Thibaut Pinot has already managed to claim a lot of great victories in his career, but also had to deal with quite a few injuries and spectacular breakdowns. After a difficult period, the French climber’s main objective is to regain pleasure while riding his bike.
Pinot has been the absolute leader of Groupama-FDJ since his breakthrough in 2012, but he no longer wants to carry all the pressure with him.
“I’ve now come to a point where I don’t just want to talk about results. I just want to be 100% fit and find the joy and confidence again. I don’t want to be the absolute leader anymore.”
The French rider has not worn a bib since he left the Vuelta, in October. The back pain that rotted his Tour de France 2020 is not completely resolved. He has always been against the use of corticosteroids in racing but he had to have injections to help his body heal during the off-season. A choice that leads to reflection the 30-year-old rider, who denounces “two-speed cycling”.
“From an ethical point of view, I have always been against it. There, we were in a period totally out of competition, in the middle of winter. I would never have done that between two races,” Pinot says, adding that he didn’t have an ethical problem with his decision as the use was “really in order to heal me”. The topic is, however, one that continues to rile him.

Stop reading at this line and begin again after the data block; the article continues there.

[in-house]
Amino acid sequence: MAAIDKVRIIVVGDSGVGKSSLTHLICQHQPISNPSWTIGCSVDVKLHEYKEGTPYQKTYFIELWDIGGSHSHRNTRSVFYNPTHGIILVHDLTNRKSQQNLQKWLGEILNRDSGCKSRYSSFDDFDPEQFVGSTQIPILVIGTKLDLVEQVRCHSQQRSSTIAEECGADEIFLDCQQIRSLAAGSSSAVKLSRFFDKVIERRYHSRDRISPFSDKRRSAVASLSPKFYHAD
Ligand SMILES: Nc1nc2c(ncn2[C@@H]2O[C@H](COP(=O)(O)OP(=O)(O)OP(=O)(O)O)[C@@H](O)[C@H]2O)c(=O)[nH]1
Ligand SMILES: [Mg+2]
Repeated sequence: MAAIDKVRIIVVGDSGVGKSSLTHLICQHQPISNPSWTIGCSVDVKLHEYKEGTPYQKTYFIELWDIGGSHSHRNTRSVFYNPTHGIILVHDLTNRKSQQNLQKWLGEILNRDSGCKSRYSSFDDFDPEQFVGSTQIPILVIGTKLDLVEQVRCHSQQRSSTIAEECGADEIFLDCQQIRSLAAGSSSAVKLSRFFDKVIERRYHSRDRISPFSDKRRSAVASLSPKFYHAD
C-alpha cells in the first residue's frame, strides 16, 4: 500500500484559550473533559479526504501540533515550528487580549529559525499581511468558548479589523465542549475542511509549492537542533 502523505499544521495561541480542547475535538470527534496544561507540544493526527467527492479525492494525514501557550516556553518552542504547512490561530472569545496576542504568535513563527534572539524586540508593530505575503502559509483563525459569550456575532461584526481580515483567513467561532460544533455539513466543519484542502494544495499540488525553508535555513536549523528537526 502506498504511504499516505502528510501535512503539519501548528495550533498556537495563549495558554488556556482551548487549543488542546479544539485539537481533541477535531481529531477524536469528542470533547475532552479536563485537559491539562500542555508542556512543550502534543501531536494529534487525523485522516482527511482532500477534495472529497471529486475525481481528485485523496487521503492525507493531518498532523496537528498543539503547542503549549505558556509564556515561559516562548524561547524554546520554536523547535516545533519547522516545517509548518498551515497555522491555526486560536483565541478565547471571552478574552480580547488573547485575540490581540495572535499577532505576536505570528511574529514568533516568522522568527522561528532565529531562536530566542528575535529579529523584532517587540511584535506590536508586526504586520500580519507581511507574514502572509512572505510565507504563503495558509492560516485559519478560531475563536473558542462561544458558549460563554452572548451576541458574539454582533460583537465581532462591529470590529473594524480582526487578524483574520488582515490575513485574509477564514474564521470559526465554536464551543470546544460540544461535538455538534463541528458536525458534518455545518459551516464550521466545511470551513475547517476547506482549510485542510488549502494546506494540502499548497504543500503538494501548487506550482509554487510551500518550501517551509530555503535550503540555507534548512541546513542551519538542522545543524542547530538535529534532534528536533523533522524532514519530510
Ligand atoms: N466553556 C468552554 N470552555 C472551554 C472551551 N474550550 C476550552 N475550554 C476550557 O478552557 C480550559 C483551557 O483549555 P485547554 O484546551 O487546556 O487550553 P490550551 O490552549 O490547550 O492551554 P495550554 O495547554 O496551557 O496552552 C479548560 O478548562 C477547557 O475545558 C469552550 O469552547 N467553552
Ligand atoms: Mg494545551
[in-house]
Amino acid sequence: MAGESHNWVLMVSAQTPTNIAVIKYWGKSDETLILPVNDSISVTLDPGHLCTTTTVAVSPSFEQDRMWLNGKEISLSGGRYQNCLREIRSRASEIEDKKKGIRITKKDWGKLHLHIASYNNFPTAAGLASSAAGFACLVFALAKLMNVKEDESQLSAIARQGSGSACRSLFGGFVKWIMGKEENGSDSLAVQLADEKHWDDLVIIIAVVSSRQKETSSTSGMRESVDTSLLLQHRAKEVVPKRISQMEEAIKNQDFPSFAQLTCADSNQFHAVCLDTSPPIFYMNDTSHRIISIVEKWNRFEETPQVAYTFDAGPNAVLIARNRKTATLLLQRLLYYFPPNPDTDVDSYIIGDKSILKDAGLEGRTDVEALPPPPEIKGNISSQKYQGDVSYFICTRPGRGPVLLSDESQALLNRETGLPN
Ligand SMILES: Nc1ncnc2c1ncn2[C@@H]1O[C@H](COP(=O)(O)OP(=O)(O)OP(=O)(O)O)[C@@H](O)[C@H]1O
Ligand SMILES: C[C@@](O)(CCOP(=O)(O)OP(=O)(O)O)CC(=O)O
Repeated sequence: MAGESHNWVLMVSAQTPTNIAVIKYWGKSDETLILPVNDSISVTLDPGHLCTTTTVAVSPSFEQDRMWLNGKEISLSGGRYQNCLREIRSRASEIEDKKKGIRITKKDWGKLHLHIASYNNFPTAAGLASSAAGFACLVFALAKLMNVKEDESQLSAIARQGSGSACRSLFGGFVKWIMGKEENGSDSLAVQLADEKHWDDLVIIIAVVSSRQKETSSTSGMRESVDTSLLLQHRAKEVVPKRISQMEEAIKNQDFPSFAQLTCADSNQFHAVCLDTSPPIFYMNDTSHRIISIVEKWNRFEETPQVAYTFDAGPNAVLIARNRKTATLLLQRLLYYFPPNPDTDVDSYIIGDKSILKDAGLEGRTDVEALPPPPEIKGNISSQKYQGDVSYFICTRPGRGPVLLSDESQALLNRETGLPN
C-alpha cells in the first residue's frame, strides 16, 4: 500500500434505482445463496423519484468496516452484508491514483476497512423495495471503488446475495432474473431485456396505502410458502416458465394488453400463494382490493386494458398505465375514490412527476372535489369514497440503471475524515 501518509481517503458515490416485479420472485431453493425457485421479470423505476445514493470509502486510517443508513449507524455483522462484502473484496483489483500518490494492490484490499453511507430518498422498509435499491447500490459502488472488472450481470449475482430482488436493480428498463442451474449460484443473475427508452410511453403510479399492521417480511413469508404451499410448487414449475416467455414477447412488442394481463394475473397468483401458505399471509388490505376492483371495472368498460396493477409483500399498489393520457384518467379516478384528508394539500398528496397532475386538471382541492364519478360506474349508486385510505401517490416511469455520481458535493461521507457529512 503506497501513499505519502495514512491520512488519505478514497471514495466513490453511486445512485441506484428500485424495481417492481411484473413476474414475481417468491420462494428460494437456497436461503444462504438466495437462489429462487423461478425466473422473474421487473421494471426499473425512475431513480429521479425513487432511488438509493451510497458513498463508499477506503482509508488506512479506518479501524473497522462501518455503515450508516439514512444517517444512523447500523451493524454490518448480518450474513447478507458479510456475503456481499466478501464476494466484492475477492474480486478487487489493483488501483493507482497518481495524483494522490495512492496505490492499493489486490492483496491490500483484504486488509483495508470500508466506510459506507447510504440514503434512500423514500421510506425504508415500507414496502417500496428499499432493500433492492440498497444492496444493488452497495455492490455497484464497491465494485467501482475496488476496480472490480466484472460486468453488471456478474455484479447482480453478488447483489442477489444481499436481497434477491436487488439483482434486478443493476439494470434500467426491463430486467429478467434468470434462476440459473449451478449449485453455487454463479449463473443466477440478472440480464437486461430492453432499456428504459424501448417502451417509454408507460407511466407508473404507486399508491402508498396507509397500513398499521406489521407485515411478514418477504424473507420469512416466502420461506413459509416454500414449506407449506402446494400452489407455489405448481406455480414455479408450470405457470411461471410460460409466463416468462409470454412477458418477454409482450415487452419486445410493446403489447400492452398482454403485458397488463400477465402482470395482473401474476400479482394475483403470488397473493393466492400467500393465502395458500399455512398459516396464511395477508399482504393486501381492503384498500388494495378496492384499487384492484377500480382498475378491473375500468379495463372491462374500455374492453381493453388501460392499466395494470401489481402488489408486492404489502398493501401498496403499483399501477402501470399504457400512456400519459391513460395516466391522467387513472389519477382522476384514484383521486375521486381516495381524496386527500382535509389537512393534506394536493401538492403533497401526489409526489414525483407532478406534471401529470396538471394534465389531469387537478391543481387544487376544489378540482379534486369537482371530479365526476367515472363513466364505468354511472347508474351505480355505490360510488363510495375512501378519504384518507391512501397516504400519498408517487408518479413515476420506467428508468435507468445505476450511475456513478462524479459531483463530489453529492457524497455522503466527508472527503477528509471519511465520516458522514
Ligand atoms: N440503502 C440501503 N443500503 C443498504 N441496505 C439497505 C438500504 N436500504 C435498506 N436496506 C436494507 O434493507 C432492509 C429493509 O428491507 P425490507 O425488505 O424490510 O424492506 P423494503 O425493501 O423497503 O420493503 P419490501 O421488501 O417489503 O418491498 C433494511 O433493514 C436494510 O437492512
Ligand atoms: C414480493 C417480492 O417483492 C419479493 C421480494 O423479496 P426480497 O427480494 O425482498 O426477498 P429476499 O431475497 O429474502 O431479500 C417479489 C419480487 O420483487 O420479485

“Of course, it pisses me off. I just saw that corticosteroids would be banned in racing in 2022. When you have an injection or you use cortisone, there are at least three weeks of effects…some [riders] do [it] just before the races. You are out of competition, but the effect is there.
“I’m the complete opposite of all of that, but we’re still in two-speed cycling I think…a guy who has a TUE has no place being on a bicycle. He is not fit to compete.”
“Since I turned pro, people talk to me about this, about that, then again about that…there’s always something new coming up. I’m sick of it because when I see the effect the injection has had on my back, I tell myself that there are several races that I would have finished. My fall in the Tour last summer, the injury in 2019.”
As for ketones, Pinot says the most concerning thing is that young riders are being contacted via Instagram by people trying to sell them the product.
“We don’t really know [the true effect of ketones] but why do riders keep throwing their cans in nature and, on the other hand, the small vials of ketones, they keep them in their pockets?” Pinot asks. “I do not understand. We are told that it makes you lose weight, but the hardest part in cycling is not doing six or seven hours, it is precisely the weight, to lose weight while keeping your power and strength.
“Some studies say it dries you out, but if it is, it’s already huge. Some runners are contacted on Instagram, canvassed to buy ketones. I tell myself that juniors, hopefuls, who are alone, young people who absolutely want to go pro, can be tempted, and that shocks me.”